How Filtering Applicants with Ranking and Scoring Simplifies Recruiting

In today's economy, companies are flooded with applications for each position that they post as job seekers apply for more positions than ever. One recent study revealed that companies were seeing as many as 211 applications for every entry level job.

Meanwhile, HR departments are leanly staffed. It's critical that your team uses the right tools to identify the top candidates, while reducing administrative workloads as much as possible.

The strategic implementation of scoring systems to rank candidates in the pre-interview phase is one of the best ways to do this. Here's a closer look at how this system works:

What is candidate scoring?

In an ideal world, a recruiter or hiring manager can evaluate two applicants and immediately determine which person is better qualified and a better fit. However, each application is really a composite of numerous factors that qualify them for the job. One candidate may have an outstanding educational background, while another has the perfect experience profile. Meanwhile, a third candidate may have acceptable educational qualifications combined with just enough related experience to also be a serious contender. How can you score candidates objectively and rank them?

One of the best approaches is to develop a candidate scoring system. A candidate scoring system involves strategically deconstructing a job description to identify a position's most critical qualifications or points. As part of the application process, you can then ask candidates pointed questions about these areas. In some cases, a lack of specific experience or certification may allow you to filter out unqualified candidates immediately. In other cases, their answers will help you form a picture of their potential vis-à-vis the position.

Developing good questions and scoring mechanisms

The key to getting this system to work for you is developing the right questionnaires and scoring systems. Learn to ask great questions. There are three areas that are helpful to consider:

  1. Yes or No questions: Yes or no questions are incredibly valuable in the instance where you have a specific factor that's a deal breaker in your recruiting. For example, if your candidate must hold a current LEED certification or a Ph.D in English literature to move to the next phase, getting their answer early on is key. But for most other circumstances, we recommend multiple choice questions.
  2. Multiple choice questions: Multiple choice questions are a recruiter's secret weapon. What they do is allow you to identify a range of possible answers, which you can then attribute different values to. For example, if you're recruiting for a position that requires ten years management experience, you could frame the question as a yes or no. But you might screen out highly qualified candidates with 8 or 9 years of experience. Instead, if you frame it as a multiple choice question with a range of answers (e.g. 0 – 3 years; 4 – 6 years; 7-9 years; 10+ years of experience) you'll have a better understanding of where they fall on the experience spectrum. This theory can be applied to almost any type of question or specific qualification.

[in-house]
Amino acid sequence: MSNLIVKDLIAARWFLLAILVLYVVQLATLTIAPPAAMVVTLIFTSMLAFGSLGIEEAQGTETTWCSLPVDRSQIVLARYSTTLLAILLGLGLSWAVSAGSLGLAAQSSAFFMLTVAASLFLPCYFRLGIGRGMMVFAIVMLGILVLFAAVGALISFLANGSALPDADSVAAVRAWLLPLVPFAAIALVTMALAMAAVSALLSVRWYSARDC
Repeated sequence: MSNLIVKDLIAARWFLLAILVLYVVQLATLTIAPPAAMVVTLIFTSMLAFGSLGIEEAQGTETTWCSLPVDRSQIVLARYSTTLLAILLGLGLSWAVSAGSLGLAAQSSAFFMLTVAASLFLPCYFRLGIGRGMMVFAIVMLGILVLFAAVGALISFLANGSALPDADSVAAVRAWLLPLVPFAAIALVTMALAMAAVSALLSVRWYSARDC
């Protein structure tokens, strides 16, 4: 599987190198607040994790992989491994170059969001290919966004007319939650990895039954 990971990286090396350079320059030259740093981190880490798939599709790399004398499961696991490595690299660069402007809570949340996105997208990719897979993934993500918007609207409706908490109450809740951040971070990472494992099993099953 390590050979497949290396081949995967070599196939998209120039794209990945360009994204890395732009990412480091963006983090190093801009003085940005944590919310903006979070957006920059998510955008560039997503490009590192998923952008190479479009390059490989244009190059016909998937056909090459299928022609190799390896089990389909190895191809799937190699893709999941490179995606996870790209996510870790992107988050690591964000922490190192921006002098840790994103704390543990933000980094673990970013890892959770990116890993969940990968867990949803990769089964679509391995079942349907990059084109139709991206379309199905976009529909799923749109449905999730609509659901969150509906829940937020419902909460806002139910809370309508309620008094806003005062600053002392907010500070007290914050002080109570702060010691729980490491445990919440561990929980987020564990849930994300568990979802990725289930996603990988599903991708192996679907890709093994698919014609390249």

3. Ranking scales: In the previous section, we discussed multiple choice questions. Each of these answers can be assigned a range. For example, 0 – 3 years could be assigned 0 points, whereas 10+ years of experience could be assigned 10 points. If you have five prequalifying questions, a candidate that offers the "best" answer will score a 50. But you'll also have a better picture of what candidates are strong by looking at which ones rank in the 40s.

Candidate scoring for a hypothetical position

Consider a scenario where you're hiring for an executive assistant position to a Vice President of Sales. The position has a number of key responsibilities, but a few points are the most crucial based on the needs of the job and the supervisor's input. These could be:

  • A minimum of five years as an executive or personal assistant
  • Experience in sales – the more senior or long-term the better
  • A bachelor's degree

Prescreening questions can help you identify which candidates meet your minimum requirement. For each one of these questions, you can frame multiple choice questions. Your scoring might look as follows:

How many years of experience do you have as an executive assistant?

a. 0 – 2 years (0 points)

b. 3 – 4 years (1 point)

c. 5 years (2 points)

d. More than 5 years (3 points)

Do you have previous experience working in a sales department?

a. No, I have no prior sales experience. (0 points)

b. Yes, I have one year of experience working in sales. (1 point)

c. Yes, I have between 1.5 and 5 years' experience in sales. (2 points)

d. Yes, I have more than 5 years' experience in sales. (3 points)

What level of education have you completed?

a. I did not complete high school. (0 points)

b. I completed high school or hold an equivalent GED. (1 point)

c. I completed an associate's degree or other 2 year program. (2 points)

d. I hold a bachelor's degree, master's degree, or other graduate degree. (3 points)

An ideal candidate would score a 9 – an experienced sales assistant with at least a bachelor's degree. But you could have some candidates that were promising 8s – for example a well-educated and experienced assistant with less experience in sales or a seasoned sales admin who only completed an associate's degree. Each of these candidates will likely stand out from the pool and can give you a head start in vetting applications.

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